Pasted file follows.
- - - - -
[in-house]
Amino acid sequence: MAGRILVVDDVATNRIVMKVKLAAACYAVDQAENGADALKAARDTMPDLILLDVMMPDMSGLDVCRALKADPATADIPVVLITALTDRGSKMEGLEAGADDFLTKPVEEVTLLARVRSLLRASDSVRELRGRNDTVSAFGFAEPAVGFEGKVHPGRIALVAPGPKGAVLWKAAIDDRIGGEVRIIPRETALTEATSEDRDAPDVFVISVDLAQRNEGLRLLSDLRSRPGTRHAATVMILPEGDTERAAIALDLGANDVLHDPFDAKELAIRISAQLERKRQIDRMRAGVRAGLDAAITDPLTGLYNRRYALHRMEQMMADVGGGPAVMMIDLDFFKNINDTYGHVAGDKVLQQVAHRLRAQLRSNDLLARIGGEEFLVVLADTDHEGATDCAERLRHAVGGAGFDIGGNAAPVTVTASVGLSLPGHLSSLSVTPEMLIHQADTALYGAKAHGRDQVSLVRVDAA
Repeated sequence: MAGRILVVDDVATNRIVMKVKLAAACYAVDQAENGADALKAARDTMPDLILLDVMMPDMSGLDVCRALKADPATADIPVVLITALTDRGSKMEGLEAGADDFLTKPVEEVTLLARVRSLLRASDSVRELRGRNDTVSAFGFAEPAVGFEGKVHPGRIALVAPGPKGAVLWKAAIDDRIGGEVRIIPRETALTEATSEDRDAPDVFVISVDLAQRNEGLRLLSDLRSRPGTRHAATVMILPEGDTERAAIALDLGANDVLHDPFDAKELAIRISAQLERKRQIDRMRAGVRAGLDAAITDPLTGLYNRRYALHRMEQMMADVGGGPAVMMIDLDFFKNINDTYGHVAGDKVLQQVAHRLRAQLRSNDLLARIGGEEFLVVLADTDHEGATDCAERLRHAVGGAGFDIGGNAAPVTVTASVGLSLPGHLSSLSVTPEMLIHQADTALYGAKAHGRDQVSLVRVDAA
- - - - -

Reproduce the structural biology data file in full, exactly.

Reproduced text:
[in-house]
Amino acid sequence: MAGRILVVDDVATNRIVMKVKLAAACYAVDQAENGADALKAARDTMPDLILLDVMMPDMSGLDVCRALKADPATADIPVVLITALTDRGSKMEGLEAGADDFLTKPVEEVTLLARVRSLLRASDSVRELRGRNDTVSAFGFAEPAVGFEGKVHPGRIALVAPGPKGAVLWKAAIDDRIGGEVRIIPRETALTEATSEDRDAPDVFVISVDLAQRNEGLRLLSDLRSRPGTRHAATVMILPEGDTERAAIALDLGANDVLHDPFDAKELAIRISAQLERKRQIDRMRAGVRAGLDAAITDPLTGLYNRRYALHRMEQMMADVGGGPAVMMIDLDFFKNINDTYGHVAGDKVLQQVAHRLRAQLRSNDLLARIGGEEFLVVLADTDHEGATDCAERLRHAVGGAGFDIGGNAAPVTVTASVGLSLPGHLSSLSVTPEMLIHQADTALYGAKAHGRDQVSLVRVDAA
Repeated sequence: MAGRILVVDDVATNRIVMKVKLAAACYAVDQAENGADALKAARDTMPDLILLDVMMPDMSGLDVCRALKADPATADIPVVLITALTDRGSKMEGLEAGADDFLTKPVEEVTLLARVRSLLRASDSVRELRGRNDTVSAFGFAEPAVGFEGKVHPGRIALVAPGPKGAVLWKAAIDDRIGGEVRIIPRETALTEATSEDRDAPDVFVISVDLAQRNEGLRLLSDLRSRPGTRHAATVMILPEGDTERAAIALDLGANDVLHDPFDAKELAIRISAQLERKRQIDRMRAGVRAGLDAAITDPLTGLYNRRYALHRMEQMMADVGGGPAVMMIDLDFFKNINDTYGHVAGDKVLQQVAHRLRAQLRSNDLLARIGGEEFLVVLADTDHEGATDCAERLRHAVGGAGFDIGGNAAPVTVTASVGLSLPGHLSSLSVTPEMLIHQADTALYGAKAHGRDQVSLVRVDAA